Mountain shrubs include serviceberry, snowberry, mountain mahogany, chokecherry, bitterbrush and a small amount of Gamblefts oak. The shrublandsft grasses and forbs provide forage for elk in the spring months. Grasslands occur on the more level sites in forested areas (large bunchgrasses such as Thurberfts fescue, wildrye, needlegrass, and brome) and in the alpine areas (Idaho and Thurberfts fescue, Sandberg bluegrass, blue bunch wheat grass mixed with forbs). Forests fall into 5 major groups: piñon-juniper, aspen and aspen-conifer mix, Douglas fir, lodgepole pine, and spruce-fir.

piñon-juniper woodlands occur in the lower elevation foothills. They provide good thermal and hiding cover but poor forage. Aspen and mixed aspenconifer woodlands occupy the middle elevations. The understory consists of emerging conifers (where aspen is not the climax specie), grasses and forbs, and some shrubs.

This community provides some of the most important calving habitat and summer cover and forage for elk. Douglas fir shares the middle elevation zone mostly on the moister sites usually on north facing aspects, but is less represented than the aspen woodlands. It is a long-lived species valued for wildlife habitat diversity, scenic value, and big game cover. Lodgepole pine grows in even aged stands and below the spruce-fir.

In mature stands, the dense overstory limits the growth of understory forage, but provides good cover. Spruce-fir (Engelmann spruce and subalpine fir) dominates the higher elevations up to tree line. This habitat provides excellent summer cover for elk. Alpine sites occur on high mountain peaks and basins.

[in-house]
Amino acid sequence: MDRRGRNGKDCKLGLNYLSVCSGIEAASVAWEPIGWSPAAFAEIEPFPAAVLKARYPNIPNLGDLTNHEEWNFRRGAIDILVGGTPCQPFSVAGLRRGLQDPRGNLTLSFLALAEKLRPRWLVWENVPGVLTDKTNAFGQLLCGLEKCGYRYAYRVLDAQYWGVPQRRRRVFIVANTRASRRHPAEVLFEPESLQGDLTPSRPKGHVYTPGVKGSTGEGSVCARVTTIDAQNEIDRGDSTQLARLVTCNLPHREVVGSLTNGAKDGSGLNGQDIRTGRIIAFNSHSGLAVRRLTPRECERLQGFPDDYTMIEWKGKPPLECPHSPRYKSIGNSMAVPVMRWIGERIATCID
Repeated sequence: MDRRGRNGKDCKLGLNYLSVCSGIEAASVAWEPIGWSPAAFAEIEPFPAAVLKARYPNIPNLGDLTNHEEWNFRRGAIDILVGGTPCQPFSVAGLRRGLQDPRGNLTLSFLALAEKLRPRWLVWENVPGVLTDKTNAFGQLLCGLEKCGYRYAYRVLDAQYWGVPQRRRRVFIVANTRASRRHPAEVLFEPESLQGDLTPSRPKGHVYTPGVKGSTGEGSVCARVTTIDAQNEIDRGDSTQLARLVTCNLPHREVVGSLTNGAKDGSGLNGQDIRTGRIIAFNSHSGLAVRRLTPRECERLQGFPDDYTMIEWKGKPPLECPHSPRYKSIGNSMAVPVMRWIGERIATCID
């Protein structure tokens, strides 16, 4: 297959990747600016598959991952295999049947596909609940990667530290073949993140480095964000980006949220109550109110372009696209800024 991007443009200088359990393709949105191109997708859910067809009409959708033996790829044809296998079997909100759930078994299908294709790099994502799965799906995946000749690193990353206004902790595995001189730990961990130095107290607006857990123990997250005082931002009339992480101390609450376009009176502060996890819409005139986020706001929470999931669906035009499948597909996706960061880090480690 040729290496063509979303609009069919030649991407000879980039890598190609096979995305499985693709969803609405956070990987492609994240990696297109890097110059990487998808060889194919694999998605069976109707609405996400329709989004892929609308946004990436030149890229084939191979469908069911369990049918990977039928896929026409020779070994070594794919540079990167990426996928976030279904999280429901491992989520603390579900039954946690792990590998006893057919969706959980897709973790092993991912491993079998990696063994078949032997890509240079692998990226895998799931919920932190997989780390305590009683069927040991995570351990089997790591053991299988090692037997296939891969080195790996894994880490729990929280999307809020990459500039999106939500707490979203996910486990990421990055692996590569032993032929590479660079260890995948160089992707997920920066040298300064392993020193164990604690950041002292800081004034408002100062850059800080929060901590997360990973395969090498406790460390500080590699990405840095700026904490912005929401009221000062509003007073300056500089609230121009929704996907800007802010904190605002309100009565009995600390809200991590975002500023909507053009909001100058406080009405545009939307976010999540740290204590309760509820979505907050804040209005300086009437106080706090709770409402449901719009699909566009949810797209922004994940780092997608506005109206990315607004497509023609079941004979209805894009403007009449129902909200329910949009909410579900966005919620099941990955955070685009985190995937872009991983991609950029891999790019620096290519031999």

Grasses, sedges, and numerous forbs are present. Short willows grow in moister areas. These sites provide important elk summer range.

Mountain-lion Harvest Stats (2019)

Total Hunters
Total Harvest
Harvest Male
Harvest Female
Average Success
Manner Season Type Sex Hunters Harvest Male Female Youth
N/A 0 2
N/A 0 2
HuntScore Tip: With more than 300,000 hunting licenses sold in Colorado each year, Colorado Parks and Wildlife thinks it's impossible to contact every hunter. So, harvest data is not actual. It's a statistical sample calculation based on license sales data and an estimate of hunter numbers and hunter success. Hunter activity and success is gathered through the hunter survey sent to all Colorado licensed hunters. Response is voluntary and therefore not complete.

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Weather Insights

Weather can vary by elevation. See how weather varies by elevation within a unit by selecting an elevation range. Elevation ranges are based on weather stations in or near the unit. Not all weather elements are available within the unit.

Average Temps

Use temperature ranges to plan and prepare for your hunt. Large swings indicate a good layering system should be used. Be sure to make note of the extreme temperatures as these often pose the greatest risk to hunters. If you plan on hunting in higher elevation, as a rule of thumb, expect the tempture to decrease roughly 5° for every 1000' in elevation gain.